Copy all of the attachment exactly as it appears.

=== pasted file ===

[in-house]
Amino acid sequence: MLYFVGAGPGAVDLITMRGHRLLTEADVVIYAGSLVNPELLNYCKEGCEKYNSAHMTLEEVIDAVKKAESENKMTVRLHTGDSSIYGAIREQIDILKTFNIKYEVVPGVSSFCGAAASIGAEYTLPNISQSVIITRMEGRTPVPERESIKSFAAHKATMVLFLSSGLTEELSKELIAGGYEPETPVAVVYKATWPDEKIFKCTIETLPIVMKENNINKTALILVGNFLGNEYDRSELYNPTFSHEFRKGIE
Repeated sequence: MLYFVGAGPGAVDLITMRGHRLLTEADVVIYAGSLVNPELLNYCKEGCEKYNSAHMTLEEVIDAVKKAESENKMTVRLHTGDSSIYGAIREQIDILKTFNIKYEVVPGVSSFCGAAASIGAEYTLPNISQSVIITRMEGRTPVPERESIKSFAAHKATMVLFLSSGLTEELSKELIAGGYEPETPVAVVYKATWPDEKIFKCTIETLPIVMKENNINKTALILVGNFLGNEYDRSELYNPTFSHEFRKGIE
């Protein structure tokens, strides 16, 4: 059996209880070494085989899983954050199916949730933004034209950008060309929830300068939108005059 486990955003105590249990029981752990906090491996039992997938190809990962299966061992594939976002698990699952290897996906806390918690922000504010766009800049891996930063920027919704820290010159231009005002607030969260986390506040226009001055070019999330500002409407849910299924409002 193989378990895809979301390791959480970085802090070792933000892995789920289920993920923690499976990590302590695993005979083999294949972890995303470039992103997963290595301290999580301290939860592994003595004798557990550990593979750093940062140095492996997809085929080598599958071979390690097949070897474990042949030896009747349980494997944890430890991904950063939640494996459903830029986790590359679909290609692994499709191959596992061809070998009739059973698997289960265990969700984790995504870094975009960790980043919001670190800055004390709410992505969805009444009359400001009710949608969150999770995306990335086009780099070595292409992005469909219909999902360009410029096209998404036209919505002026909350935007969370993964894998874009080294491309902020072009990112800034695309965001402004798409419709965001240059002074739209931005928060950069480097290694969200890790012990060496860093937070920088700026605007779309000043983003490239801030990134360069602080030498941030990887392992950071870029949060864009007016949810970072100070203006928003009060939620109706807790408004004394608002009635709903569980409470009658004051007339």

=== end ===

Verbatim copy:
[in-house]
Amino acid sequence: MLYFVGAGPGAVDLITMRGHRLLTEADVVIYAGSLVNPELLNYCKEGCEKYNSAHMTLEEVIDAVKKAESENKMTVRLHTGDSSIYGAIREQIDILKTFNIKYEVVPGVSSFCGAAASIGAEYTLPNISQSVIITRMEGRTPVPERESIKSFAAHKATMVLFLSSGLTEELSKELIAGGYEPETPVAVVYKATWPDEKIFKCTIETLPIVMKENNINKTALILVGNFLGNEYDRSELYNPTFSHEFRKGIE
Repeated sequence: MLYFVGAGPGAVDLITMRGHRLLTEADVVIYAGSLVNPELLNYCKEGCEKYNSAHMTLEEVIDAVKKAESENKMTVRLHTGDSSIYGAIREQIDILKTFNIKYEVVPGVSSFCGAAASIGAEYTLPNISQSVIITRMEGRTPVPERESIKSFAAHKATMVLFLSSGLTEELSKELIAGGYEPETPVAVVYKATWPDEKIFKCTIETLPIVMKENNINKTALILVGNFLGNEYDRSELYNPTFSHEFRKGIE
């Protein structure tokens, strides 16, 4: 059996209880070494085989899983954050199916949730933004034209950008060309929830300068939108005059 486990955003105590249990029981752990906090491996039992997938190809990962299966061992594939976002698990699952290897996906806390918690922000504010766009800049891996930063920027919704820290010159231009005002607030969260986390506040226009001055070019999330500002409407849910299924409002 193989378990895809979301390791959480970085802090070792933000892995789920289920993920923690499976990590302590695993005979083999294949972890995303470039992103997963290595301290999580301290939860592994003595004798557990550990593979750093940062140095492996997809085929080598599958071979390690097949070897474990042949030896009747349980494997944890430890991904950063939640494996459903830029986790590359679909290609692994499709191959596992061809070998009739059973698997289960265990969700984790995504870094975009960790980043919001670190800055004390709410992505969805009444009359400001009710949608969150999770995306990335086009780099070595292409992005469909219909999902360009410029096209998404036209919505002026909350935007969370993964894998874009080294491309902020072009990112800034695309965001402004798409419709965001240059002074739209931005928060950069480097290694969200890790012990060496860093937070920088700026605007779309000043983003490239801030990134360069602080030498941030990887392992950071870029949060864009007016949810970072100070203006928003009060939620109706807790408004004394608002009635709903569980409470009658004051007339």